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Stalbridge is a small town in the Blackmore Vale area of North Dorset, near the border with Somerset in South England. In 2001 the town had a population of 2,660, and is still growing. 25% of the population are retired.

There was a setlement near Stalbridge in Roman times. The town has a 15th century church with a 19th century tower. The town has had market rights since the time of King George I, though it has not held a regular market for many years. In the town centre stands a 10-metre-tall market cross, said to be the finest in the country.

Stalbridge was home to scientist Robert Boyle (see below), and writer Douglas Adams. Adams wrote much of The Hitch Hiker's Guide to the Galaxy in the town, and chipped his tooth while singing in the church choir. The town also boasts that it is home to the oldest living male twins in the world.

Artist Sir James Thornhill lived just south of the town, in Thornhill Park, which he bought in 1725. In 1727 he erected an obelisk in the park to honor the accession of King George II.

Though relatively small Stalbridge is quite independent, with its own Supermarket, Newsagents, Local Newspaper, Electronics Store etc.

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Table of contents
1 Stalbridge Manor
2 Photographs
3 External Links

Stalbridge Manor

In 1618 Mervyn, Lord Audley, Second Earl of Castlehaven, who had inherited Stalbridge Park from his father decided to build a Manor house (Mansion) in his Stalbridge estate. He enclosed an area used as common land to the northwest of the church, moving tennant farmers out, and built a Jacobean style Mansion, the fifth largest house in Dorset.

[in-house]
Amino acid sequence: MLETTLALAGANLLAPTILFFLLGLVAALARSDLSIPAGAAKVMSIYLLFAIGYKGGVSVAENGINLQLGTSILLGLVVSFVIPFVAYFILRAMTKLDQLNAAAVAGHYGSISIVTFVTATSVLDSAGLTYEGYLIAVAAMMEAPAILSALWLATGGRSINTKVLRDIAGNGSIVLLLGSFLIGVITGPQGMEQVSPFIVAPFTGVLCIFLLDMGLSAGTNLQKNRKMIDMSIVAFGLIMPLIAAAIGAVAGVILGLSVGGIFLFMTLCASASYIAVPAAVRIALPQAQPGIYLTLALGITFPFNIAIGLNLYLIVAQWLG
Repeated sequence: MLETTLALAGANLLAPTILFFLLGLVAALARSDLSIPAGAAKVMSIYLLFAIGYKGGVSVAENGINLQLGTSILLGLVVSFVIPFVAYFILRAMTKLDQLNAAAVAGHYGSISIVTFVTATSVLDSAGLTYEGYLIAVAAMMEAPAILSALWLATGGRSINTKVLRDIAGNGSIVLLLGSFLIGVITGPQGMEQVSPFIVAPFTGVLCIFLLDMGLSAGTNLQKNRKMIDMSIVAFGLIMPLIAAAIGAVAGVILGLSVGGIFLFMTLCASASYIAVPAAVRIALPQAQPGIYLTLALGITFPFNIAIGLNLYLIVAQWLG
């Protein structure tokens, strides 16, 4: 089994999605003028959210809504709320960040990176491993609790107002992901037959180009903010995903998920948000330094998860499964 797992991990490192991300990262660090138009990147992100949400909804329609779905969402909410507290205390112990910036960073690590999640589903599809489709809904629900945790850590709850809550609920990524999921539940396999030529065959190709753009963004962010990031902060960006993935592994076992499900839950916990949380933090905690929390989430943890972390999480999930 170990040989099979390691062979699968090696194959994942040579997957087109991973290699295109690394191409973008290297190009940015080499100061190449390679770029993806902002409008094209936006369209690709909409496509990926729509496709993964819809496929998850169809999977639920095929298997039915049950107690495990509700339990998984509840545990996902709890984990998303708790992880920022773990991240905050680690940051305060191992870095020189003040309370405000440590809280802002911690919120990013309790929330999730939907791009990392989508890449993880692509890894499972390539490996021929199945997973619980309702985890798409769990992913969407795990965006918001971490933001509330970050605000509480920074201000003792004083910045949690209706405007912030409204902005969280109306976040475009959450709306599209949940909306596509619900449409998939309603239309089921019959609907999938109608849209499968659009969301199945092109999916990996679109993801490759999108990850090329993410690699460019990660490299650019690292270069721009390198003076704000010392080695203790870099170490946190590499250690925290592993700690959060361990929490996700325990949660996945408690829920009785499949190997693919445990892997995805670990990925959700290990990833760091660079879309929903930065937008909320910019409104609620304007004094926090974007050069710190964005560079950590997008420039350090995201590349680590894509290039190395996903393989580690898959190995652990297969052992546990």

In 1631 Audley's eldest son James brought a case against Audley for "unnatural practices", and he was subsequently executed.

James sold the house to Richard Boyle, 1st Earl of Cork. After his father's death the scientist Robert Boyle became Lord of the Manor, and the manor was his residence between 1644 and 1655. It was here that he conducted many of his experiments.

At some point during the house's history a 2 metre high stone wall was built around the boundary of Stalbridge Park. There's some argument as to when and why the wall was built. It may have been commissioned by Audley (because he could - status symbol?), as work for French Prisoners of the Napoleonic Wars, or as work for local labourers in times of high unemployment.

In 1823 the house was in poor repair, and the current owner, the Marquess of Anglesey had it demolished, and by 1827 all that remained was the raised area it had stood on. The stone was sold off and much of it is in use elsewhere in the town, including the large farm house which now stands in the park.

There are many popular local myths and ghost stories about the demise of the house, mostly involving a fire destroying the house.


External Links